Te Miro School

Education institution number:
2012
School type:
Full Primary
School gender:
Co-Educational
Definition:
Not Applicable
Total roll:
50
Telephone:
Address:

443 Te Miro Road, Te Miro, Cambridge

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Te Miro School

Te Ara Huarau | School Profile Report

Background

This Profile Report was written within 8 months of the Education Review Office and Te Miro School working in Te Ara Huarau, an improvement evaluation approach used in most English Medium State and State Integrated Schools. For more information about Te Ara Huarau see ERO’s website. www.ero.govt.nz

Context

Te Miro School is situated in a small village farming community 13kms from Cambridge. It offers education for students in Years 1 to 8, and promotes the vision of growing our future, nurturing confidence and respect.

Te Miro School’s strategic priorities for improving outcomes for learners are:

  • growing a great team of teaching and learning

  • an environment that embeds ‘our rich local curriculum’.

You can find a copy of the school’s strategic and annual plan on Te Miro School’s website.

ERO and the school are working together to evaluate how effectively student achievement data is being used to inform teaching and learning programmes to improve student outcomes.

The rationale for selecting this evaluation is:

  • that it aligns with the strategic initiatives of the school

  • it supports strengthening of communication of student progress and achievement with parents and whānau

  • to recognise students’ strengths and needs so that they experience success.

The school expects to see partnerships between school and whānau that are focused on the learner, a wide range of student achievement data being used to inform teaching and learning programmes, and students experiencing success across a range of curriculum areas.

Strengths

The school can draw from the following strengths to support its goal to effectively use data to improve student outcomes:

  • A collaborative and experienced teaching team.

  • Authentic learning opportunities within the natural environment of the local area.

  • Well-established partnerships that support the strategic direction of the school.

Where to next?

Moving forward, the school will prioritise:

  • investigating and deciding which data will be collected and why

  • reviewing when and how to report to parents and whānau about student progress and achievement

  • monitoring data to identify the impact of teaching and learning programmes on student progress and achievement.

ERO’s role will be to support the school in its evaluation for improvement cycle to improve outcomes for all learners. ERO will support the school in reporting their progress to the community. The next public report on ERO’s website will be a Te Ara Huarau | School Evaluation Report and is due within three years.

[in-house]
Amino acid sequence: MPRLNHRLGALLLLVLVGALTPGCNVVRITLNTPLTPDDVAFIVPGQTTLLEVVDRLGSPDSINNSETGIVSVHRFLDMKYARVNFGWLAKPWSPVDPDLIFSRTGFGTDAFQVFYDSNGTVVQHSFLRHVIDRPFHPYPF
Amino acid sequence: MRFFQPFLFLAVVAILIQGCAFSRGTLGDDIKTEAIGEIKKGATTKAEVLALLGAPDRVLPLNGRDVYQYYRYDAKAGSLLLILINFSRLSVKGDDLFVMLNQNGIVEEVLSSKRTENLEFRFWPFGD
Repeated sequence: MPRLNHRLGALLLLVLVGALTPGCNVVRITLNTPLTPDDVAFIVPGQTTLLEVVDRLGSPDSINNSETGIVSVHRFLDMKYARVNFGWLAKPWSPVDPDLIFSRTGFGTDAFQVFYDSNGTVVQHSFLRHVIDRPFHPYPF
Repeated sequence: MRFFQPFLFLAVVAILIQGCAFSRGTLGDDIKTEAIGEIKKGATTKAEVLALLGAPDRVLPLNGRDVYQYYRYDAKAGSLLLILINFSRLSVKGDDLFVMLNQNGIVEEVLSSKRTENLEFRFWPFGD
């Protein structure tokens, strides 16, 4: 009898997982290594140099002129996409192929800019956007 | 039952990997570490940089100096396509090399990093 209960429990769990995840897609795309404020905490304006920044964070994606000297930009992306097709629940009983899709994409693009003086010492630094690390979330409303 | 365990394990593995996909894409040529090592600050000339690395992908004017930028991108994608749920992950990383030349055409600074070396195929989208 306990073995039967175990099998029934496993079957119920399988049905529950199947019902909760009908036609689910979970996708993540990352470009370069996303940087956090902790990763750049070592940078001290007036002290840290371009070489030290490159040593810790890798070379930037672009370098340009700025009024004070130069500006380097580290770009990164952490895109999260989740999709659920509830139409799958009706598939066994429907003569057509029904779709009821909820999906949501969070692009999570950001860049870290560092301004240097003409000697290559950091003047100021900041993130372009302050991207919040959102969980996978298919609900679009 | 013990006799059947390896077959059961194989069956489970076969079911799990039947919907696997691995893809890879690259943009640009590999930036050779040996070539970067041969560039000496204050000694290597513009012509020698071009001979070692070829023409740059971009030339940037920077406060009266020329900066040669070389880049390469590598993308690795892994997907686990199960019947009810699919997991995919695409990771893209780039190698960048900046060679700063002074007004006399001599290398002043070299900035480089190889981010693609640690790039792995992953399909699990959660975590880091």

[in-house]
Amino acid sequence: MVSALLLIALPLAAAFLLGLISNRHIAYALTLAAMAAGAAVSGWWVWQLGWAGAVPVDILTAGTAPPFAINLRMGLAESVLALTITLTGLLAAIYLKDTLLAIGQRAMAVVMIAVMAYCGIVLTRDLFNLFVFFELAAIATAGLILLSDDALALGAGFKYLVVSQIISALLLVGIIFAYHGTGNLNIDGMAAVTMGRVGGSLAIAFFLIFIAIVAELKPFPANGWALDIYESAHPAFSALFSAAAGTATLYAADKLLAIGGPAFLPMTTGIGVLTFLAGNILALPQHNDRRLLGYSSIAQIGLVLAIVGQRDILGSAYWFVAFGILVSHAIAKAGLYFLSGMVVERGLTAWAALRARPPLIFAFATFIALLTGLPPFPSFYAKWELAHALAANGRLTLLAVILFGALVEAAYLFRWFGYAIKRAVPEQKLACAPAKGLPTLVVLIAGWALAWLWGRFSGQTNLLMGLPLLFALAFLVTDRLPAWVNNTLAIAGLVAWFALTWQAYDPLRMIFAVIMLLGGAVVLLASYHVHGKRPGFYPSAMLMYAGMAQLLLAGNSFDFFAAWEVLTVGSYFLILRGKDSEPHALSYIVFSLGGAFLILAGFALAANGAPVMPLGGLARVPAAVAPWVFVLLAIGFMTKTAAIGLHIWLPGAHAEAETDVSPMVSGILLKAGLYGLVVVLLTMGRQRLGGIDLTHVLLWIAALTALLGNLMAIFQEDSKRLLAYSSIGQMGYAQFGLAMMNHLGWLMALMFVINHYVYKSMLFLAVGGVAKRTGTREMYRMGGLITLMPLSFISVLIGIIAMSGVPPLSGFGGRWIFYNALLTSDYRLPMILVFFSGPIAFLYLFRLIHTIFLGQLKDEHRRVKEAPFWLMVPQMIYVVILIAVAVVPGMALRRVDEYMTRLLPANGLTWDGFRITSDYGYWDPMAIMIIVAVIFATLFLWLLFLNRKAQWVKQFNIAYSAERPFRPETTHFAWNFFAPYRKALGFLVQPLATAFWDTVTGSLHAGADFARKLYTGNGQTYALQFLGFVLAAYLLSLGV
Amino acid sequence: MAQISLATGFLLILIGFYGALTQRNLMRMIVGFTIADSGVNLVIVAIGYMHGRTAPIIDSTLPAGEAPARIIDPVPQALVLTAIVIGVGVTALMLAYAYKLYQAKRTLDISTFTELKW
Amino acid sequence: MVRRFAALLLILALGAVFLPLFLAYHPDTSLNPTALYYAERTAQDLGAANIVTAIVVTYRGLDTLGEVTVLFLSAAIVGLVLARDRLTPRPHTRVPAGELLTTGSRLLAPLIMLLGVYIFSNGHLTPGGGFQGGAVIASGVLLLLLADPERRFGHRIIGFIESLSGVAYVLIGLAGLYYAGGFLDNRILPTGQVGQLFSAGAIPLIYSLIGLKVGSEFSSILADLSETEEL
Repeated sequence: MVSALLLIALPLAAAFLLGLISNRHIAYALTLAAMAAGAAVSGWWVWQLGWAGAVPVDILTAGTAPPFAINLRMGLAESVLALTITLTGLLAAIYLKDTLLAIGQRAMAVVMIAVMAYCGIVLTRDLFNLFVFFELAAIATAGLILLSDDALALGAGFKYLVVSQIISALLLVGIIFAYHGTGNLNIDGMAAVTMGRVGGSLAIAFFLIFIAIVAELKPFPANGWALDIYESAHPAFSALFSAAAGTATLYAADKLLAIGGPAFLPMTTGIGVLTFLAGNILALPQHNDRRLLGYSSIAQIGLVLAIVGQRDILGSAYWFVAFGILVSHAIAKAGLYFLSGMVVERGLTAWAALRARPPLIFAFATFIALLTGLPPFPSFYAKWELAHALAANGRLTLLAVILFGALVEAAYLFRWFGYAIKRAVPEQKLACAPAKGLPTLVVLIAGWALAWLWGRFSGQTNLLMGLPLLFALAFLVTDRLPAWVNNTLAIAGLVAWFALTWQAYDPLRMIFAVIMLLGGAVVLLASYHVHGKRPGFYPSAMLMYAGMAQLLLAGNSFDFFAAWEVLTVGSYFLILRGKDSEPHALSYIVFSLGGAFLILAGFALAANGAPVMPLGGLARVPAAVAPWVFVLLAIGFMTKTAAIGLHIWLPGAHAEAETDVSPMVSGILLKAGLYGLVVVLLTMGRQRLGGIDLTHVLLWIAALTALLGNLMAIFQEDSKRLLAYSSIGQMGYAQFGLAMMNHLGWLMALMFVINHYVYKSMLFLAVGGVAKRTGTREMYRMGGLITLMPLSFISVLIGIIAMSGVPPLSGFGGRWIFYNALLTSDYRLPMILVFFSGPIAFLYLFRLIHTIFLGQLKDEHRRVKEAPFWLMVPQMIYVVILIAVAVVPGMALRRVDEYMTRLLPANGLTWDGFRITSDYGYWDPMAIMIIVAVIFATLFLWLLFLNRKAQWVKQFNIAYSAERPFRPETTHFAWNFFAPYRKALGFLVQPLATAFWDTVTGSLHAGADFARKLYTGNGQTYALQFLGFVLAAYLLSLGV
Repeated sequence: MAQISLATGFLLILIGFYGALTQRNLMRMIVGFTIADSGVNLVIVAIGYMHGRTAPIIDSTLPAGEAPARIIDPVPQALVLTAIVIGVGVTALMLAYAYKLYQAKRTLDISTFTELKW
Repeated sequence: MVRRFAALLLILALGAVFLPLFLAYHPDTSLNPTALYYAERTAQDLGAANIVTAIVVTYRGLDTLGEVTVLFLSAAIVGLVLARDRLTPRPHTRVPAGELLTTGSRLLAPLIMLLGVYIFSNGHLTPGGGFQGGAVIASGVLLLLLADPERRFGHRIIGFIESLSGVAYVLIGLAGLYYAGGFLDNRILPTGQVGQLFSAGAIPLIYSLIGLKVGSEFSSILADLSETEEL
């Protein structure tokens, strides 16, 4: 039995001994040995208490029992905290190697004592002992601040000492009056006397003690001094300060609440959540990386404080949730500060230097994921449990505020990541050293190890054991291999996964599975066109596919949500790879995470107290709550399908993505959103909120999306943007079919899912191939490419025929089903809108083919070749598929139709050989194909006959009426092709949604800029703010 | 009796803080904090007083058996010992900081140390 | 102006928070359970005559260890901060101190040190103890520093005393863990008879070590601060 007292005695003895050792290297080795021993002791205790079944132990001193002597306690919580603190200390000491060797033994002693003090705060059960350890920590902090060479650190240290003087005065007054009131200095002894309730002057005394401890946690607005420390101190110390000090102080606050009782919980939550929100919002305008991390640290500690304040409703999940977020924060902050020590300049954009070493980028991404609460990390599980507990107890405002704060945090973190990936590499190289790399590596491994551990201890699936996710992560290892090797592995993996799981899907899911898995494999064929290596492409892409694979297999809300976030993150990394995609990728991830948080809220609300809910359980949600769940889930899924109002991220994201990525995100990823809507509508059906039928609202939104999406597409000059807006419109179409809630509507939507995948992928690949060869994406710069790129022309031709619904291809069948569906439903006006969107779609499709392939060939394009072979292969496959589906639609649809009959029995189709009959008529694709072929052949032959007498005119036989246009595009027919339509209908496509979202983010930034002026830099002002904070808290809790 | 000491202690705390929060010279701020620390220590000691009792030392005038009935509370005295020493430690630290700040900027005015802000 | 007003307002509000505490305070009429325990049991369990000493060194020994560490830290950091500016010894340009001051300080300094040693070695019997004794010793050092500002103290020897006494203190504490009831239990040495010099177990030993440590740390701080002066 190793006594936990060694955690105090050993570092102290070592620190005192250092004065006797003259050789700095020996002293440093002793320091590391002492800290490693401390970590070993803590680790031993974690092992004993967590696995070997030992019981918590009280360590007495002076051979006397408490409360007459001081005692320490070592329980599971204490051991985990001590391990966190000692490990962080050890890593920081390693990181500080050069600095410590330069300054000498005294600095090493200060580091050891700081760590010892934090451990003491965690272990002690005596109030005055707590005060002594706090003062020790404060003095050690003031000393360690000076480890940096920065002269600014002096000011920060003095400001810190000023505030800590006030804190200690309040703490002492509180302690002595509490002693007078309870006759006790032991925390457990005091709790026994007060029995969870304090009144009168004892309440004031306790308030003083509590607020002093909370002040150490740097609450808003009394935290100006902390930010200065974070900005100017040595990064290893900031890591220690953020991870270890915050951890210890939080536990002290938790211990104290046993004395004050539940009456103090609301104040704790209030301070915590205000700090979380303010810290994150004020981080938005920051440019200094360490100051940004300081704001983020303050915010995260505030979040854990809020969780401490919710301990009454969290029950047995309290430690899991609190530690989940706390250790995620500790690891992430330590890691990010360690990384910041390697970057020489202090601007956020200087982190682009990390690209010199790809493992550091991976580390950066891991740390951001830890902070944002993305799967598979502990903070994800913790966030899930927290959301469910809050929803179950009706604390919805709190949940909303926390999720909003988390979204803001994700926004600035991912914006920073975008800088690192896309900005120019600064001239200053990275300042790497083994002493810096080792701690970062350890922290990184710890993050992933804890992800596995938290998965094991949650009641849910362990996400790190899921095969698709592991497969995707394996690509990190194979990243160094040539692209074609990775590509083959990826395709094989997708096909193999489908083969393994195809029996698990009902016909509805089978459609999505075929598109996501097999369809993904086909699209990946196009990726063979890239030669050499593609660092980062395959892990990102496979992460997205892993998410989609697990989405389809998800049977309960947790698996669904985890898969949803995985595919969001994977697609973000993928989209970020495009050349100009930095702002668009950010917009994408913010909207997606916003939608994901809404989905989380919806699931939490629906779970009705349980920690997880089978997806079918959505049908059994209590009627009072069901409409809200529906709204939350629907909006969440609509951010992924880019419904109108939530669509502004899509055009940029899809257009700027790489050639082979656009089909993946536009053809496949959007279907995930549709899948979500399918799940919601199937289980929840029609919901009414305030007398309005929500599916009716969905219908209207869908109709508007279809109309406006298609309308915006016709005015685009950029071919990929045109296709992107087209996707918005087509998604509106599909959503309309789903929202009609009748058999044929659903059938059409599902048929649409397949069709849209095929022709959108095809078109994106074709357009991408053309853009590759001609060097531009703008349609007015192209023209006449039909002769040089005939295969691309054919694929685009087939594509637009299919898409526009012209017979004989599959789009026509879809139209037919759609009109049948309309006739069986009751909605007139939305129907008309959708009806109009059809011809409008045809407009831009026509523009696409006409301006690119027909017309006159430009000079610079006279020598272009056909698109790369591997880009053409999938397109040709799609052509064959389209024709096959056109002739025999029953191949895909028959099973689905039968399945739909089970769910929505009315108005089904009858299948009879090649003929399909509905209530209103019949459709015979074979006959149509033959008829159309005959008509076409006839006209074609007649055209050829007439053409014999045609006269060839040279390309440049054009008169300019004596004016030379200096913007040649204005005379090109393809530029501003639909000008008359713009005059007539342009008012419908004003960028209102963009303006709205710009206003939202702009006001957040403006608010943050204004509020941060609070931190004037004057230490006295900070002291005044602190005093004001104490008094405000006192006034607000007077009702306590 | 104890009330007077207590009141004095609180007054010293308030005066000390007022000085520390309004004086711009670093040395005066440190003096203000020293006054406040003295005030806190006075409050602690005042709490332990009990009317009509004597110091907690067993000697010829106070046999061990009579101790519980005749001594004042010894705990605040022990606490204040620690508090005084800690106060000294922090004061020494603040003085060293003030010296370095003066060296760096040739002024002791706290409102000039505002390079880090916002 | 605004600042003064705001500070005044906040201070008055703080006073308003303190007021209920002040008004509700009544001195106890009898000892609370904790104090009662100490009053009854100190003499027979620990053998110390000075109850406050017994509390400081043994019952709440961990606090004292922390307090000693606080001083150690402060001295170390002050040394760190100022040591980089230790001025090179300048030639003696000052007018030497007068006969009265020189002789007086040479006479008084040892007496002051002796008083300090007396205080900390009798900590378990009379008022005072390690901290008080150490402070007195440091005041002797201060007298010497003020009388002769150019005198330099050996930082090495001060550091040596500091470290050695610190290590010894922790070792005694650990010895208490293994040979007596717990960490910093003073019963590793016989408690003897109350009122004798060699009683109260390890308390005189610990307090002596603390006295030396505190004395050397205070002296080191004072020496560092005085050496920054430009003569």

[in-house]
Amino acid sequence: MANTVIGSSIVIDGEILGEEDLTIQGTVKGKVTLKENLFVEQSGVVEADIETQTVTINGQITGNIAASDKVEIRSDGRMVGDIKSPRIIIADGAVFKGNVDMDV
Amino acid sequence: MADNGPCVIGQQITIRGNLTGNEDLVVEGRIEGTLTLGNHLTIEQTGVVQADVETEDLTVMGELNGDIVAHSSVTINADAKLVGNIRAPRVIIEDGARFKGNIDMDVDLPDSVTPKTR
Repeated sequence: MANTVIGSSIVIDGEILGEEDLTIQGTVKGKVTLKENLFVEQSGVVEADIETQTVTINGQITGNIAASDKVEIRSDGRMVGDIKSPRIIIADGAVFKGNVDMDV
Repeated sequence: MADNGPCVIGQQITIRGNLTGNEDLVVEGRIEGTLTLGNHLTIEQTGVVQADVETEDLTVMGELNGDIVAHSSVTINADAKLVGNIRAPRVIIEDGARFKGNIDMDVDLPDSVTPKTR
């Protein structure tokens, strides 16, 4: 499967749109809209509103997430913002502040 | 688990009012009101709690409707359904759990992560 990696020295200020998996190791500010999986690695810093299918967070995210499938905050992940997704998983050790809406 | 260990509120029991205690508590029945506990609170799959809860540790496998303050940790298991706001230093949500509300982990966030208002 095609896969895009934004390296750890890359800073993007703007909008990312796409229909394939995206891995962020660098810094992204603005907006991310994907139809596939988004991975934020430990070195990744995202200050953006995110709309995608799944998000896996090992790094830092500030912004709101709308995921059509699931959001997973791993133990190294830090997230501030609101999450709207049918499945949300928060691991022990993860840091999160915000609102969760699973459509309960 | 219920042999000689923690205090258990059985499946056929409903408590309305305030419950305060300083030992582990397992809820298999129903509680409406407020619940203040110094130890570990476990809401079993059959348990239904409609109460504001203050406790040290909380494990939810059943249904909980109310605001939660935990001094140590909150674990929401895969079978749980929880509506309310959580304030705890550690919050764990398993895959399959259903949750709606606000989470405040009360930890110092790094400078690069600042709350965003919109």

Shelley Booysen
Director of Schools

17 May 2023 

About the School

The Education Counts website provides further information about the school’s student population, student engagement and student achievement.  educationcounts.govt.nz/home

Te Miro School

Board Assurance with Regulatory and Legislative Requirements Report 2023 to 2026

As of February 2023, the Te Miro School Board has attested to the following regulatory and legislative requirements:

Board Administration

Yes

Curriculum

Yes

Management of Health, Safety and Welfare

Yes

Personnel Management

Yes

Finance

Yes

Assets

Yes

Actions for Compliance

ERO and the board have identified the following areas of non-compliance during the board assurance process:

  • Maintaining an on-going programme of self-review in relation to policies, plans and programmes.

The board has since addressed the areas of non-compliance identified.

Further Information

For further information please contact Te Miro School, School Board.

The next School Board assurance that it is meeting regulatory and legislative requirements will be reported, along with the Te Ara Huarau | School Evaluation Report, within three years.

Information on ERO’s role and process in this review can be found on the Education Review Office website.

Shelley Booysen
Director of Schools

17 May 2023

About the School

The Education Counts website provides further information about the school’s student population, student engagement and student achievement. educationcounts.govt.nz/home

Te Miro School - 19/12/2017

School Context

Te Miro is a small, full primary school set in rural farmland in the Waikato. The current roll of 42 includes three Māori students. The school operates two composite classrooms.

A new principal was appointed in 2015 and classroom teachers have remained the same. A new principal and class teacher have been appointed to take up their positions in 2018.

The school states that they aim to support all learners to be self-regulating, curious, creative and innovative, actively participating in and contributing to society. The values of respect, responsibility, excellence and innovation are given priority. Current aims and goals are to embed these values in the curriculum, strengthen learner agency, meet the needs of all learners and reflect pride in being bi-cultural New Zealanders. There are clear, specific targets and improvement plans to accelerate the progress of all learners at risk of not achieving in reading, writing and mathematics.

Teachers have participated in professional development related to literacy, mathematics, Māori perspectives and boys’ learning.

The school is a member of the Cambridge Kāhui Ako|Community of Learning, Te Puna o Kemureti.

Leaders and teachers regularly report to the board, school-wide information about outcomes for students in the following areas:

  • achievement in reading and writing and mathematics in relation to the National Standards